Theater review

7 actors play 22 Shakespeare parts

CorrespondentDecember 4, 2012 

  • Details What: Shakespeare’s “As You Like It” Where: Burning Coal Theatre Co, 224 Polk St., Raleigh When: 7:30 p.m. Nov. 30-Dec. 1, Dec. 6-8 and 13-15; 2 p.m. Dec. 2, 9 and 16 Tickets: $10-$25 Info: 919-834-4001or

With so many Shakespeare stagings every year, it’s understandable that theaters try new angles and themes. In Burning Coal Theatre Company’s “As You Like It,” seven actors play 22 parts to demonstrate that everyone has varying personas.

This concept brings on boisterous physical comedy and allows actors to show off but limits the variety of the characterizations and sometimes veers into gimmickry. But the gamely willing cast makes it more and more convincing as the evening progresses.

Jade Arnold reveals newfound comic chops as Orlando with his hyperventilating over Rosalind. He’s hysterically funny playing wrestler Charles and Orlando at the same time in a grueling match and shows off range as the nerdy county lad, William. As Rosalind, Rebecca Bossen beautifully enunciates her lines, making her Rosalind sweet and her cross-dressed male persona laughably swaggering. Lori Mahl gives Rosalind’s confidante Celia a sassy edge and the eager shepherdess Phebe a rambunctious intensity. Tom McCleister doesn’t make much of either the Duke or his brother Frederick, but has a goofy cameo as a hippy clergyman. Steph Scribner plays several males only adequately but brings some sexy fun to the country wench, Audrey.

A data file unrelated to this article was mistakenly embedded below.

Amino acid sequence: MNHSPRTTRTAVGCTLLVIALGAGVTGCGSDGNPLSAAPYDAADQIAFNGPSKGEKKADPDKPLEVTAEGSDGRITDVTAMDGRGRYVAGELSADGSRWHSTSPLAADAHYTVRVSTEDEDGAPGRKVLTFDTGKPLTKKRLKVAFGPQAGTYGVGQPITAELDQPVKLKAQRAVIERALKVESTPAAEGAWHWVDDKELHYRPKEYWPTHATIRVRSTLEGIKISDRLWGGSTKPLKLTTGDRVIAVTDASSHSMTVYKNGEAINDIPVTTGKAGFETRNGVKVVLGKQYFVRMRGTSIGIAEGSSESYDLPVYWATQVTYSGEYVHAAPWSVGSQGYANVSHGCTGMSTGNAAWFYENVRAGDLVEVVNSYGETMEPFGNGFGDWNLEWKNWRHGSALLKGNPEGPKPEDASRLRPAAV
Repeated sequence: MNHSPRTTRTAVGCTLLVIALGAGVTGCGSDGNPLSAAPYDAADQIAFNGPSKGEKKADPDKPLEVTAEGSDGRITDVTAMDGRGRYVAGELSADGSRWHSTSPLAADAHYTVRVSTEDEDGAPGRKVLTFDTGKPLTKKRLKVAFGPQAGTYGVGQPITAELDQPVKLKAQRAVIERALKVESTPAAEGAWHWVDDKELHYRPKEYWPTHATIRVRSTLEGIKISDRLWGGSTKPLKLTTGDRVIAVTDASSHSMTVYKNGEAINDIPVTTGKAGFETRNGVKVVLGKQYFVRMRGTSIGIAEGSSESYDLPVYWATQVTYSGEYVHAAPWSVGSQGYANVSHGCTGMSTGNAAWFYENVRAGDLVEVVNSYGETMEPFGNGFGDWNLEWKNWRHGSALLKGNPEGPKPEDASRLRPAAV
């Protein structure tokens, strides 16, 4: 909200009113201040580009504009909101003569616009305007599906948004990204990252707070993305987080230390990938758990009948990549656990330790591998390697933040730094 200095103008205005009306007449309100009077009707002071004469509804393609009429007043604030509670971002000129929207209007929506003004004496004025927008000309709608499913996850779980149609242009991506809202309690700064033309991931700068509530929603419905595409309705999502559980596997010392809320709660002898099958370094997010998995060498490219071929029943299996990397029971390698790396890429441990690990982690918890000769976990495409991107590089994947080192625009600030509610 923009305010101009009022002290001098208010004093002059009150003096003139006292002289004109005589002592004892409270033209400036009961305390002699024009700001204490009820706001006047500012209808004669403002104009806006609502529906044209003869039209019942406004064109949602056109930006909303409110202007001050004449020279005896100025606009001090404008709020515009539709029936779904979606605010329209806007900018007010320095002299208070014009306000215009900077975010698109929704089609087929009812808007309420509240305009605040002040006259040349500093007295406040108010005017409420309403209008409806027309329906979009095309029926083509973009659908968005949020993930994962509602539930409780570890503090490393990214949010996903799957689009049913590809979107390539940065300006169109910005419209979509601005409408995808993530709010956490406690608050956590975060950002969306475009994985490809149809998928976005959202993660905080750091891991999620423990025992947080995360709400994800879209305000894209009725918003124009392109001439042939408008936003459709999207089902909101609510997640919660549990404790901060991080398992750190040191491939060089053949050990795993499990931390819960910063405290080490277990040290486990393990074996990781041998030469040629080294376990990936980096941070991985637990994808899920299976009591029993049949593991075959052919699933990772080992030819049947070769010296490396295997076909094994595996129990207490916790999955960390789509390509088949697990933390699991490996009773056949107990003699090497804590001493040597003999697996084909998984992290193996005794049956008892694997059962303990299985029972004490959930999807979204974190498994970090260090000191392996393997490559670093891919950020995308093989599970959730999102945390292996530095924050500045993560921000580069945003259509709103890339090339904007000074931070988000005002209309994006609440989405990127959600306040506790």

Jeff Aguiar has a mirth-filled scene as old and young shepherds in the same conversation, as well as amusingly embodying the amorous Sylvius, who moons over Phebe, and the pompous Oliver, Orlando’s evil brother. The production’s most impressive aspect is John Allore’s two clown-philosophers, sharp-tongued Touchstone and moody Jaques. Allore makes them distinct personalities, often one dissolving one into the other with just a change of jacket. Add in his turn as elderly servant Adam and you have a tour de force.

Director Mark Sutch puts this gentle, bucolic comedy in a vaguely modern setting, the rough costuming seemingly from used clothing stores, as though a troupe of struggling actors are staging the play. But Natalie Taylor Hart’s formal-looking settings of beige-colored platforms and posts, along with a backdrop unit of movable, interlocking blocks, doesn’t particularly jibe with that idea.

The sober first act takes a long time to engage but the second act blossoms into a warm, entertaining romp. Sutch devises some very clever moments but also some silly and distracting ones, which this cast helps to forgive.


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